Whoopi Backs CannaMeds for Cramps

Whoopi Backs CannaMeds for Cramps

Whoopi Goldberg, comedian and co-host of “The View,” announced that she will partner with Om Edibles founder Maya Elizabeth to roll out a collection of marijuana-infused products. The Whoopi & Maya line will include a cream, a tincture, a bath soak and sipping chocolate developed for women suffering from menstrual cramps. Rollout is expected in April, but the products will be available only in California and only to patients with medical marijuana cards. Pricing has not yet been set.


It’s less about getting high than relieving discomfort, Whoopi told Vanity Fair in a recent interview.


This, you can put it in your purse. You can put the rub on your lower stomach and lower back at work, and then when you get home you can get in the tub for a soak or make tea, and it allows you to continue to work throughout the day. Smoking a joint is fine, but most people can’t smoke a joint and go to work.


Men who are in pain can’t go to work either. No purse and no talk show, but anyone with back, neck or knee pain knows that Whoopi may have found the heart of cannabis conversation. When legalization is old news, and the celebrities, cops and capitalists have moved on, marijuana may grow into its most powerful role in promoting wholeness, wellness and pain management without toxins.




Menstrual discomfort can be a very big deal – 48 hours of crippling pain, nausea, vomiting, diarrhea, dehydration, hot sweats, cold sweats and inability to get out of bed. Forget about going to work. Good luck if you’ve got kids to care for.


Women get told to “suck it up,” get more exercise, eat a better diet and take nonsteroidal anti-inflammatory medications (NSAIDs), like ibuprofen or naproxen. Muscle relaxants and antidepressants also come out of the medicine cabinet. Many of these meds also cause unwanted side effects, such as nausea, insomnia, and constipation. Some doctors prescribe birth control pills to alleviate cramps.


More serious pain is sometimes treated with opioids including oxycodone, hydrocodone, and fentanyl, even in the face of evidence an escalating crisis of opioid abuse.  As a last result, some physicians recommend surgical removal of the uterus and ovaries, which has the obvious, unfortunate side effect of ending fertility.


Half of earth’s population can be expected to suffer some degree of this at some point in their lives, and the cycle repeats every 28 days. The banality of the pain staggers the imagination.


Cramps, please meet cannabis


Whoopi has said that cannabis was literally the only thing that gave her relief from the discomfort of difficult periods. Queen Victoria used it for cramps, morning sickness and labor pains when her personal physician, Sir J.R. Reynolds, prescribed it for her in 1890. This was presumably before, during and after bearing nine children.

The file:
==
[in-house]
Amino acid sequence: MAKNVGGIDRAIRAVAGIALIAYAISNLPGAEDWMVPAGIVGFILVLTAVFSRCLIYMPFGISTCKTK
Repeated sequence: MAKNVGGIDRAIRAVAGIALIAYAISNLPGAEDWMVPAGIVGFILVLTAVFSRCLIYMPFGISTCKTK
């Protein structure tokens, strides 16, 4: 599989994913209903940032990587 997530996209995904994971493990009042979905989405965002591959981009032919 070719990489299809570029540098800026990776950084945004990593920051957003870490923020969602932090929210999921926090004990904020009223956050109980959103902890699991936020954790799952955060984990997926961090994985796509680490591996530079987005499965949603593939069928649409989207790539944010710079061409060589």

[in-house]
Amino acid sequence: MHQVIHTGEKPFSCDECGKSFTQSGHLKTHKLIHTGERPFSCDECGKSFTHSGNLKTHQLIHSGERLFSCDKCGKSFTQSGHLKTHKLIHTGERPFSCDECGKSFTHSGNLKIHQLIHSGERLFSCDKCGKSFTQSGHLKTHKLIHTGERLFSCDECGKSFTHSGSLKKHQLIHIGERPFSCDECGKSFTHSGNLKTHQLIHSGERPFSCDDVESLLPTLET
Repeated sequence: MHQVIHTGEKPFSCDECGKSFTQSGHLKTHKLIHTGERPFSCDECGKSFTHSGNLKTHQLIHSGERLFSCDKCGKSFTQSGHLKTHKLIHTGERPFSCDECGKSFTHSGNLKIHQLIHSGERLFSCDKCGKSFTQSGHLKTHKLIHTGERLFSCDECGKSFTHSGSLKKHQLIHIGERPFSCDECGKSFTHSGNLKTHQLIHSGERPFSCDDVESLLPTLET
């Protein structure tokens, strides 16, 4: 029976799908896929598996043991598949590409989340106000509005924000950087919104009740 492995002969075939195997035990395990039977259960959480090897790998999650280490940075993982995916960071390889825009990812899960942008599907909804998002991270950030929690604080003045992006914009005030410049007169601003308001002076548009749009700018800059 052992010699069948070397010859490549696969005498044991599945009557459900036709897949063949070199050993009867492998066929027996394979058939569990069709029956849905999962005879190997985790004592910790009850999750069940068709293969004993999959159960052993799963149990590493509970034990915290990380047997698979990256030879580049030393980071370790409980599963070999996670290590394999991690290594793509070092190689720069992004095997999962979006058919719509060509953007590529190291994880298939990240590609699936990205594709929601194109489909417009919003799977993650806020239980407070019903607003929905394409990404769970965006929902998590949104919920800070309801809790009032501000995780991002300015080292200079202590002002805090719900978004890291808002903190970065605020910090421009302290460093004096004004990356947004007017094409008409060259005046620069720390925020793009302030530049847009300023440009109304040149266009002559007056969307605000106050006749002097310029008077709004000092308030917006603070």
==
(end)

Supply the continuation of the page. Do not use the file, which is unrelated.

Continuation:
Sen. Elizabeth Warren (D-MA) has called on the Centers for Disease Control to look into the potential of cannabis as an alternative to opioids for pain treatment. Hardly a counterculture secret, cannabis as an option for pain relief is well reviewed on many of the online medical resources frequented by self-diagnosers everywhere.


Five indica-dominant strains were mentioned in a 2013 WeedBlog review for treatment of pre-menstrual syndrome. They include:


  • Obama Kush;
  • Black Cherry Cheesecake;
  • Blue Dream;
  • Dutch Treat; and
  • Purple Urkle.

The problem with some of the smokeables, however, is couch-lock. Were we Queen Victoria, the Viceroy might run the Empire for a day or so. But the rest of us have to be up and out the door.


As reviews of the Whoopi & Maya line begin to become available, they should tell whether the products can provide effective relief without leaving a woman zonked. This would be pretty key information.


Beyond medicine to wellness


Why might cannabis work better than NSAIDs or be safer than opioids in relieving pain?  The process is incompletely understood because research has been stymied in the U.S. by the National Institute on Drug Abuse.


But the secret appears to lie in the workings of the endocannabinoid system. Some of the active pharmacological components of the cannabis plant are thought to mimic an internal chemical harm reduction system in the human body that keeps health in balance. The big questions behind wellness theory are:


  • Are some forms of disease and distress, possibly including menstrual cramps, symptoms of a system out of harmony and, if so
  • Does cannabis have a role to play in restoring balance?

Steve DeAngelo, founder of Harborside Health Center, explores wellness theory in his book, The Cannabis Manifesto, A New Paradigm for Wellness. It is particularly tempting to apply this kind of thinking to monthly misery, and it is likely no coincidence that Om Edibles’ approach to cannabis seems consistent with this.


Whoopi is not the only celebrity to turn gangapreneur. Snoop Dogg, Melissa Etheridge, and Wiz Khalifa offer plenty of company. She’s not the only woman of color in the arena, although there are precious few, or the only friend of the LGBT community. But in backing a venture that puts cannabis at the heart of women’s health and nontoxic pain management, she may be offering a unique vision of the long-term role of cannabis in American life.